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FACT CHECK: No US approval yet of HIMARS rocket system sale to PH


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FACT CHECK: No US approval yet of HIMARS rocket system sale to PH
The US government publishes announcements of proposed military equipment sales to other countries, but there is no notice of a HIMARS sale to the Philippines.

Claim: The United States has approved the sale of the High Mobility Artillery Rocket System (HIMARS) to the Philippines and is set to deliver 12 units.

Rating: FALSE

Why we fact-checked this: The YouTube video bearing the claim has over 18,000 views as of writing. It was posted by a supposed military news channel with 51,700 subscribers.

What the video said: The video is titled, “The United States Will Deliver 12 HIMARS MLRS Units to the Philippine Army.”

Text at the 0:08 mark reads: “The United States Agreed To The Sale of 12 HIMARS MLRS Units To The Philippine Army.”

The facts: There are no announcements from the official Facebook pages of the Philippine Department of National Defense (DND), the US Department of Defense, the Armed Forces of the Philippines (AFP), the United States Department of State, or the US Embassy in the Philippines confirming the sale or delivery of the rocket system to the Philippines. 

Planned purchase: During the Army Artillery Regiment’s 125th Anniversary Ceremony on June 27, AFP chief of staff General Romeo Brawner Jr. said that the military was planning to buy HIMARS “in the next years” as part of its modernization program.

Developed by US-based defense company Lockheed Martin, HIMARS is a multiple launch rocket system with a range of up to 300 kilometers. 

Approval needed: A US Department of State spokesperson told Rappler in an email that as a matter of policy, the department “do[es] not publicly confirm or comment on proposed defense sales or transfers until they have been formally notified to Congress.”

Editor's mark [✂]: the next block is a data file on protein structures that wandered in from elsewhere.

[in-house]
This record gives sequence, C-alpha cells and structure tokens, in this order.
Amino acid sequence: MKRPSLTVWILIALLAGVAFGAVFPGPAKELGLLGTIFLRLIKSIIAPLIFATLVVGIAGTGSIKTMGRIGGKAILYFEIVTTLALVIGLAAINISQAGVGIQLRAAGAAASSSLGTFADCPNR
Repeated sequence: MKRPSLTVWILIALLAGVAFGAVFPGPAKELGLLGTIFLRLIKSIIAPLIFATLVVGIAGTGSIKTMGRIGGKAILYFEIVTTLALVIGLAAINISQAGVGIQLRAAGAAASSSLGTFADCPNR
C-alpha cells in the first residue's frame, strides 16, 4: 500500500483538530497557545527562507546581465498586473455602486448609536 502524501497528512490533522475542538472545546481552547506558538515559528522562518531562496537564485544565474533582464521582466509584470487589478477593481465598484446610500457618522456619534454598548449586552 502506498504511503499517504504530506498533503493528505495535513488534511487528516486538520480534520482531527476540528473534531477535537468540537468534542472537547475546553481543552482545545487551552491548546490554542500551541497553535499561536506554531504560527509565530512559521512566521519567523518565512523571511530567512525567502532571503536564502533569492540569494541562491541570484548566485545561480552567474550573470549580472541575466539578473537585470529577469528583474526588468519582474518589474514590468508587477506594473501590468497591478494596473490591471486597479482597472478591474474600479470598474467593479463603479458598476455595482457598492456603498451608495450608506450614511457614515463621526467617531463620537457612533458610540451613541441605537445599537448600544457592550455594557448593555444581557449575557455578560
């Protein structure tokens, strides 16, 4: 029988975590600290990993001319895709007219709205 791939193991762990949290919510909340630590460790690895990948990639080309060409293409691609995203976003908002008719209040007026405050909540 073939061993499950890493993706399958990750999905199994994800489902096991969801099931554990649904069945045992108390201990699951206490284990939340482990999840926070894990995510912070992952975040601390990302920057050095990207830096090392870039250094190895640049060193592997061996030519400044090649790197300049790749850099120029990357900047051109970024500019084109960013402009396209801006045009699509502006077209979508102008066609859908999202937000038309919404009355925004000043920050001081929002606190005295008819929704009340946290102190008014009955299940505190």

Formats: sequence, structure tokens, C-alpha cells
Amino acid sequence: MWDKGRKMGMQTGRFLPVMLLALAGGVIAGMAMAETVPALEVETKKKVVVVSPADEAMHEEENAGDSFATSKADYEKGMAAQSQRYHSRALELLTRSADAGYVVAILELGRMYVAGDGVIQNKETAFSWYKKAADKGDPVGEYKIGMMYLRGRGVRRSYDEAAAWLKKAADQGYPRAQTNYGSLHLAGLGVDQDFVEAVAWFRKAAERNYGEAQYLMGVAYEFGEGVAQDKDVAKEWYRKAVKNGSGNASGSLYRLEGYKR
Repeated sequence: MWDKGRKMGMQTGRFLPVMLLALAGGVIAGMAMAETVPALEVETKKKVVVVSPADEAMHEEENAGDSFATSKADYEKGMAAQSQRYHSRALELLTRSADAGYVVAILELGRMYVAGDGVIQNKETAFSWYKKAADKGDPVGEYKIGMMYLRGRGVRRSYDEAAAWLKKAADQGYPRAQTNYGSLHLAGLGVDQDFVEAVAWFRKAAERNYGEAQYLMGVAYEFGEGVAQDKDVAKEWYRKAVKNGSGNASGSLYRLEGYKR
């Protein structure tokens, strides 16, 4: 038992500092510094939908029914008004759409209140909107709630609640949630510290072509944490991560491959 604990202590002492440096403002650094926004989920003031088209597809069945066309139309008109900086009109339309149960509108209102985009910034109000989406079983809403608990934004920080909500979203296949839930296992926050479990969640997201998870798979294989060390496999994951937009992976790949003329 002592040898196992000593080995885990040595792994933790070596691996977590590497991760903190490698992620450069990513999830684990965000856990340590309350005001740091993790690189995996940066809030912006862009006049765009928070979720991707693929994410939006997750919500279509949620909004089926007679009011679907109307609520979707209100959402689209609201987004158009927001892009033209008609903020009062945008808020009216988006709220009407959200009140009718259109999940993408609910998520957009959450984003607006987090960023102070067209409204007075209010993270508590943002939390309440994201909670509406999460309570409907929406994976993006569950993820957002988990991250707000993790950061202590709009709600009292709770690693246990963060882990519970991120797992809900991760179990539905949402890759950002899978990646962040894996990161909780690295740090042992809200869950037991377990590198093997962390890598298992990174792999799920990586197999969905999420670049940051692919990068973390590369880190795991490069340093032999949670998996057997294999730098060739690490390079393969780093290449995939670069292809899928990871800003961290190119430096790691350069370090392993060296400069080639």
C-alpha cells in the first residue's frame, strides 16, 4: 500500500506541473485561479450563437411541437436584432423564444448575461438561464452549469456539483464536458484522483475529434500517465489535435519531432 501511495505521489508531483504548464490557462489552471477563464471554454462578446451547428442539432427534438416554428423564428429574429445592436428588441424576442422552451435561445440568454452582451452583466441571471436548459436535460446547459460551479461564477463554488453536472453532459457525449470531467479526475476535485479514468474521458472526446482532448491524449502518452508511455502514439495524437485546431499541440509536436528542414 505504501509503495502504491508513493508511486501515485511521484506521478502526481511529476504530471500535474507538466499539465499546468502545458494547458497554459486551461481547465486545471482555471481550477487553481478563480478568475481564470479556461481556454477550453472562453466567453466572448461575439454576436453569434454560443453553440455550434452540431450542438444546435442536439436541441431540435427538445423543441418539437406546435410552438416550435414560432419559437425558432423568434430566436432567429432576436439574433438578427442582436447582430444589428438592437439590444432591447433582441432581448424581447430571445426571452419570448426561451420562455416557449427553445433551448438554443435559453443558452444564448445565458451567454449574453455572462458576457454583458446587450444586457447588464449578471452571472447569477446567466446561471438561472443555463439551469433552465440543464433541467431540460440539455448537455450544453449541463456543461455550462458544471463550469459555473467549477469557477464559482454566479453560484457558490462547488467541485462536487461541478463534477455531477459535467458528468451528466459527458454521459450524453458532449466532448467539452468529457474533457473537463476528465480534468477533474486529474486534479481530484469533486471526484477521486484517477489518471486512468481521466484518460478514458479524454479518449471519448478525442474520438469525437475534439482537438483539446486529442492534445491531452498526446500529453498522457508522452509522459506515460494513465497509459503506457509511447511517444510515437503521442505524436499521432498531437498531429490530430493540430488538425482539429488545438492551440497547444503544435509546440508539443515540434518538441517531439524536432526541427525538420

The US state department’s fact sheet detailed the process for selling defense equipment to other countries:

  1. A country submits a formal Letter of Request to the US.
  2. The request is assessed on a case-by-case basis and approved if it is “found to further US foreign policy and national security interests.” The US Congress may also be notified for major defense transfers.
  3. If approved, the Defense Security Cooperation Agency (DSCA) issues a Letter of Offer and Acceptance specifying the defense articles, training, and support being offered for delivery.
  4. Major foreign military sales formally notified to Congress are publicly announced on the DSCA website.

The sale of HIMARS is considered a major foreign military sale. On February 7, the DSCA announced its approval of a possible sale of HIMARS units to Poland. No such announcements were made for the alleged sale of the rocket system to the Philippines.

Since 2016, the DSCA has announced the approval of five military equipment sales to the Philippines: AGM-84L-1 Harpoon Air Launched Block II Missiles, announced in June 2021; F-16 Block 70/72 Aircraft, announced in June 2021, AIM-9X Sidewinder Block II Tactical Missiles, announced in June 2021; six (6) AH-1Z attack helicopters, announced in April 2020; and AN/SPS-77 Sea Giraffe 3D Air Search Radars, announced in December 2016.

Used in military exercises: While the Philippines does not yet have its own HIMARS, Filipino soldiers have used the rocket system during military exercises with their US counterparts.

On March 31, the Philippine and US armies used HIMARS units in a live-fire exercise at the Canantong Fire Base in Laur, Nueva Ecija. HIMARS units were also displayed during the closing ceremony of Exercise Salaknib at Fort Magsaysay on April 4. 

For credible updates on purchases and acquisitions made by the Philippine military, visit the official Facebook pages of the DND and the Philippine Army. – Lorenz Pasion/Rappler.com

Keep us aware of suspicious Facebook pages, groups, accounts, websites, articles, or photos in your network by contacting us at factcheck@rappler.com. You may also report dubious claims to #FactsFirstPH tipline by messaging Rappler on Facebook or Newsbreak via Twitter direct message. You may also report through our Viber fact check chatbot. Let us battle disinformation one Fact Check at a time.

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